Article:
15 Remarkable Facts about the Golden Gate Bridge

San Francisco recently commemorated the 83rd birthday of the Golden Gate Bridge, which was started in January 1933. This is probably the most pictured bridge in the world, not to mention its most breathtaking! So, while crossing this iconic bridge, you can enlighten your pals with one of these 15 remarkable facts about the Golden Gate Bridge:

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1. The Golden Gate Bridge Isn’t the World’s Longest Suspension Bridge

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The Golden Gate Bridge was the longest suspension bridge between 1937 to 1964. In 1964, one of several bridge developers, Othmar Hermann Ammann (a man with lots of ms and ns), proudly constructed the 60-foot longer Verrazano Narrows Suspension Bridge in New York City. The Golden Gate Bridge is currently the world’s 9th longest bridge.

2. Do Not Ever Let the US Navy Choose Your Colors

Just before engineers decided to go with international orange, and the bridge color debate was looking using black and gray, the US Navy was campaigning hard for gold and black stripes, similar to a warning signal that could alert passing vessels. Fortunately, the US Navy’s suggestion was sidelined.

3. The ‘Little Guy Who Constructed the Big Bridge’ Was Kind of a Prick

Joseph Strauss, a 5’3 drop-out college football player from Cincinnati, was the infamously prickly mastermind of the venture. His initial suggestion for the design in 1922 was very unappealing. The press compared it to an ‘upside rat cage’. Thankfully, Charles Ellis, a math genius, saved the master plan, and he is the one who is mostly accountable for turning the bridge into a beauty. Strauss terminated him because of it, making sure he didn’t get any recognition at the time. However, a plaque commemorating Ellis was placed on the bridge in 2012 for the very first time.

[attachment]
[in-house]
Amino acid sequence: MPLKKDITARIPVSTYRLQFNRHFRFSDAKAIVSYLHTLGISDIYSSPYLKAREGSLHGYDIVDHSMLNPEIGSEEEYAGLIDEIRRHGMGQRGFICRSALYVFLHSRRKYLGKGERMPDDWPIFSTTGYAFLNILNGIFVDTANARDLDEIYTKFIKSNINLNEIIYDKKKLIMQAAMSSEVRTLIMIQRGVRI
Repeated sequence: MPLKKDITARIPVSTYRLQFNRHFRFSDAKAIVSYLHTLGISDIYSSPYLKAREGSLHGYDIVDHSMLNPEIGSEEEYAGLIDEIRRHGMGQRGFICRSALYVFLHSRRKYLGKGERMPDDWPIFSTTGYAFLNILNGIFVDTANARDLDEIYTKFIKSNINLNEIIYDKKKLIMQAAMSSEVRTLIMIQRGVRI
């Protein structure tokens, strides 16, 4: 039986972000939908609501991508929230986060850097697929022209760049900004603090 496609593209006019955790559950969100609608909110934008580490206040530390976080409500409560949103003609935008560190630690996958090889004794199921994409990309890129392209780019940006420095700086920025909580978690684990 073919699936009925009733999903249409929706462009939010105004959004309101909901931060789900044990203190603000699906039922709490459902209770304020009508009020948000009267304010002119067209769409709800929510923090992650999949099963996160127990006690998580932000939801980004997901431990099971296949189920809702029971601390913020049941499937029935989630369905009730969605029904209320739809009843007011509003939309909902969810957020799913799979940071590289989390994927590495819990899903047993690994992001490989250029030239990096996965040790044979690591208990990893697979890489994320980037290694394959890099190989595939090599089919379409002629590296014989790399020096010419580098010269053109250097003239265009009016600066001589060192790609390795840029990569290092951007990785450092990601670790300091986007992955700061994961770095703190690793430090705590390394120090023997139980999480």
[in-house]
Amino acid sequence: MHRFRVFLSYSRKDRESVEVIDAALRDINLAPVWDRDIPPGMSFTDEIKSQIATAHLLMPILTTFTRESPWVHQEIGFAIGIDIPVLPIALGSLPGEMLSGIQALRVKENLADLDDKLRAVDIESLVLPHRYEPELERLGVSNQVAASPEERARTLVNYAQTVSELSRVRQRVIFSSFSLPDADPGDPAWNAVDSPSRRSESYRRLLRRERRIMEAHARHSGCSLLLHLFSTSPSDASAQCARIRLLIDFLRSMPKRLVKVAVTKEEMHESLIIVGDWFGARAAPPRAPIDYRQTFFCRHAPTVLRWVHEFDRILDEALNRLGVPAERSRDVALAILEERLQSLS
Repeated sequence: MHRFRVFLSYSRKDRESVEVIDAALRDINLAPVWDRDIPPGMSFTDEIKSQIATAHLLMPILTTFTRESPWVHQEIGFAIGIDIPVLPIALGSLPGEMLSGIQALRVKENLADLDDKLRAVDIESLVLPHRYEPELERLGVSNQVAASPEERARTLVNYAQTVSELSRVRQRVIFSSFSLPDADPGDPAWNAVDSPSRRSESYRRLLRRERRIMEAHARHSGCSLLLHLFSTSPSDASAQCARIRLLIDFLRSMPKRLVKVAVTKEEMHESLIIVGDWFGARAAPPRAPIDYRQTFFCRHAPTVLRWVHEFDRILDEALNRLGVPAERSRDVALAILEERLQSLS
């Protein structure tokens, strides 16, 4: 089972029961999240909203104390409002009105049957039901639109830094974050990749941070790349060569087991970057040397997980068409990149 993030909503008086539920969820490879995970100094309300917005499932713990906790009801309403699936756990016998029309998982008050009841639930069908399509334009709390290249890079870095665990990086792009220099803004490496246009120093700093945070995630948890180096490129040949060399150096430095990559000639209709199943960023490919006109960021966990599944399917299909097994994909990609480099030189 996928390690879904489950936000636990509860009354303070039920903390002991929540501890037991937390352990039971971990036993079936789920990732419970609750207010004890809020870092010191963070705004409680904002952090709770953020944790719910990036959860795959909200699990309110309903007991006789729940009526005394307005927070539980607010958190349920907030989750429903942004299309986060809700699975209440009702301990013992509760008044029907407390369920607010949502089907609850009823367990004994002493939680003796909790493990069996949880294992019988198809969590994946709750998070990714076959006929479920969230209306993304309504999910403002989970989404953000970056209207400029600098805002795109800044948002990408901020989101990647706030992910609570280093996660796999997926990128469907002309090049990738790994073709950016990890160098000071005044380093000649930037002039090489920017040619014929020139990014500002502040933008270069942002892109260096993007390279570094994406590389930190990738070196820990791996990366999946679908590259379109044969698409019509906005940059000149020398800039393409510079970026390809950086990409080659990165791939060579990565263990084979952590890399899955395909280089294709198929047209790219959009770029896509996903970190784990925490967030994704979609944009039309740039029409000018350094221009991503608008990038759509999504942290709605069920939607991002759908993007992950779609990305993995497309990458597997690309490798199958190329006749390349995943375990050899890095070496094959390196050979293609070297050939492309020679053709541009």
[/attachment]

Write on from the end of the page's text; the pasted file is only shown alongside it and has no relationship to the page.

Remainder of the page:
4. The Golden Gate has Absolutely No Association to the Gold Rush

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John C Fremont branded the strait spanned by the bridge ‘Chrysopylae’, or ‘Golden Gate,’ referring to Istanbul’s Golden Horn, in 1846, just a couple of years before gold was discovered at Sutter’s Mill, California. Incidentally, Vladivostok even had a curving bay labeled after the Golden Horn. One may ask why Istanbul appears to keep the copyright on curving bays.

5. The Bridge’s Greatest Risk was Posed by a Party

Many people doubted whether a bridge could get across a mile-wide strait, especially when they considered the hurdles of tides, wind, corrosive fogs and the risk of earthquakes. However, the greatest risk that the bridge has experienced during its record, was posed by its 50th celebration, when at that moment, 300 000 people crossed the bridge. This was way over the estimated capacity, as 300 000 made up about 30 million pounds of humans. The bridge compressed, but it wasn’t stressed, as engineers point out, perhaps because it had been strengthened the year before.

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6. Spain, Hurry! Look East, Look East!

The San Francisco Bay, reached via the Golden Gate Strait, was passed over for 227 straight years by passing Spanish vessels. It was eventually spotted in 1769, when weary hunters crossed overland and discovered the bay. Three years later, finally, the strait had been discovered from present-day Oakland.

7. The Golden Gate Bridge is the Second 83-year-old Bridge in San Francisco

Let’s keep in mind that the Bay Bridge linking San Francisco to Oakland (striking through Yerba Buena Island along the way) celebrated its anniversary a few months earlier, even though it’s a ‘mere trestle,’ based on Golden Gate Bridge’s chief engineer (and notable trash-talker) Joseph Strauss. (Yeah, I know he’s a real prick.)

8. Fort Point Was Never Removed, They Built a Bridge Prequel Instead.